Dysphagia in the elderly

When you are looking to begin caring for a loved one who has a diagnosis of dysphagia, it is highly likely that you still have some questions.

Dysphagia in the elderly is usually caused by complications relating to neurodegenerative issues, such as a stroke, and can even be a symptom of a disorder such as multiple sclerosis or Parkinson’s.

But there are many causes, which can make spotting it difficult, so if you have any concerns, always seek the advice of medical staff.

If you simply want to know a bit more about dysphagia, read on for answers to the most common questions that are searched online.

What Causes It?

As stated before, there are many causes of dysphagia, such as the aftereffects of a stroke, Parkinson’s, MS, head injury, or even dementia. 

The cause itself may be varied; for instance, if someone has dysphagia following a stroke, the issue is going to be related to neurological functioning. But, irrespective of the cause, to prevent the person who has dysphagia from losing weight, they will need to be given liquid thickeners, such as the options sold by the SimplyThick Company.

Can It Be Cured?

Sometimes, the ailment of dysphagia may reverse itself, and after a few weeks of having it, a person may notice a reduction in the symptoms, or they may reverse completely. 

But, for those who are likely to have it longer term; no, dysphagia cannot be cured, but it can be managed. This will be based on the cause, the severity, and the adjustments that can be realistically managed.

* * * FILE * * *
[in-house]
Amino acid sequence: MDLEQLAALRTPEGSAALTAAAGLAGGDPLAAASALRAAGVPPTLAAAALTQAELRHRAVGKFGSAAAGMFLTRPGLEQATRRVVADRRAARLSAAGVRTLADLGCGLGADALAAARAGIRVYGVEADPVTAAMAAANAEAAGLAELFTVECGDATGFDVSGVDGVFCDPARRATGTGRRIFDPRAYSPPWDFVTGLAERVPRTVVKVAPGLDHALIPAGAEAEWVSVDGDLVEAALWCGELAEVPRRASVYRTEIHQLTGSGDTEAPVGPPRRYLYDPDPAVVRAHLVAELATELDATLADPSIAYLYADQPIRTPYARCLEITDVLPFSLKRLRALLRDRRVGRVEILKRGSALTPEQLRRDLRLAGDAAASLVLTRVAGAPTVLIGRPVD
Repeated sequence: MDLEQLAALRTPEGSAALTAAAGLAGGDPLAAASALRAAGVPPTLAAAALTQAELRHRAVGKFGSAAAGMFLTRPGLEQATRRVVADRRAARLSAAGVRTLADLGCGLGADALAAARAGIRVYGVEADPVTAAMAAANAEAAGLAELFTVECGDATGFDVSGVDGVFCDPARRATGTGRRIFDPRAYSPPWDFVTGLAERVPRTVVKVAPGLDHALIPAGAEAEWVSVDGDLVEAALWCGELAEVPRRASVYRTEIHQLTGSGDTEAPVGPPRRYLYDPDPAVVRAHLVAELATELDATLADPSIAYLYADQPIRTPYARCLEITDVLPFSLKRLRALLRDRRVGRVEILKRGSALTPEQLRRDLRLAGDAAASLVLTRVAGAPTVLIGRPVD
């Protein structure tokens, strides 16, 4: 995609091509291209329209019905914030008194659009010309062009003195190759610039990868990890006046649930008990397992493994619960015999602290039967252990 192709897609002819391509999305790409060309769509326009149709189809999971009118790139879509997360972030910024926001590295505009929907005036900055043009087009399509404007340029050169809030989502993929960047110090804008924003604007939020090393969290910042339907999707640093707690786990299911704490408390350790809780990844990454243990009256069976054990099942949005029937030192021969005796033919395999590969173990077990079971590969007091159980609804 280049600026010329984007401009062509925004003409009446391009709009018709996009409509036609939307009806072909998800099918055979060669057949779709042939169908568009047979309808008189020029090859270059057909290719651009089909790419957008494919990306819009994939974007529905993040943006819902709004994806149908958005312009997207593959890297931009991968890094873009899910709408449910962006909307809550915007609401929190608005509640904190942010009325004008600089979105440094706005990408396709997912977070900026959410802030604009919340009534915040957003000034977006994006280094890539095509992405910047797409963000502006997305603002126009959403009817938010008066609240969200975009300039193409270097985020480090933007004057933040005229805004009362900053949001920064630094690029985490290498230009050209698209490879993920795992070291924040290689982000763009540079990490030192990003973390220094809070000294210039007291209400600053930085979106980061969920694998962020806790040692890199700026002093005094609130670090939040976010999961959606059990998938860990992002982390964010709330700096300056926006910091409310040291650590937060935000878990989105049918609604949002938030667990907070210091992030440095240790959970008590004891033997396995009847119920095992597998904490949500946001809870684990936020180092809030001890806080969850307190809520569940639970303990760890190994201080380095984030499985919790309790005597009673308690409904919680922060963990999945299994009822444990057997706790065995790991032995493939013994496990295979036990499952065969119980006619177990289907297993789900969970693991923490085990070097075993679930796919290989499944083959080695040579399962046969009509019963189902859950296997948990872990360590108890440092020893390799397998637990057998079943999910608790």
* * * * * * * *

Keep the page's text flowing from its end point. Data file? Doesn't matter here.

What Lifestyle Adjustments Need To Be Made?

This will depend on how long the ailment is predicted to go on for, as well as how severe it is.

For short-term mild dysphagia caused by a stroke, it may be something as simple as a change in diet to incorporate more liquids and wet foods. In more complicated cases, it may be wise to have a feeding tube installed, either via the nose or through the skin near the stomach. Both of these will help food to reach the stomach and will prevent weight loss. In cases of dysphagia related to cancers or obstructions, surgery will be required to reduce the symptoms.

Can It Be Dangerous?

Yes, it can.

One of the core diagnostic tools relating to dysphagia is difficulty with swallowing liquids. This means that someone who has dysphagia will not be able to swallow a mouthful of water or other fluids by themselves. If left for too long, they will become dehydrated and with the inability to eat food, they will also lose weight rapidly. 

So, if you suspect that someone you know has dysphagia, aim to have them assessed by a doctor as soon as possible.

Is Surgery Required To Reverse It?

As mentioned before, surgery can play a role in the management of dysphagia, but this is only going to work if it is linked to abnormal growth or another blockage in the throat. Surgery may also be required to widen areas in the esophagus that have become thinner.

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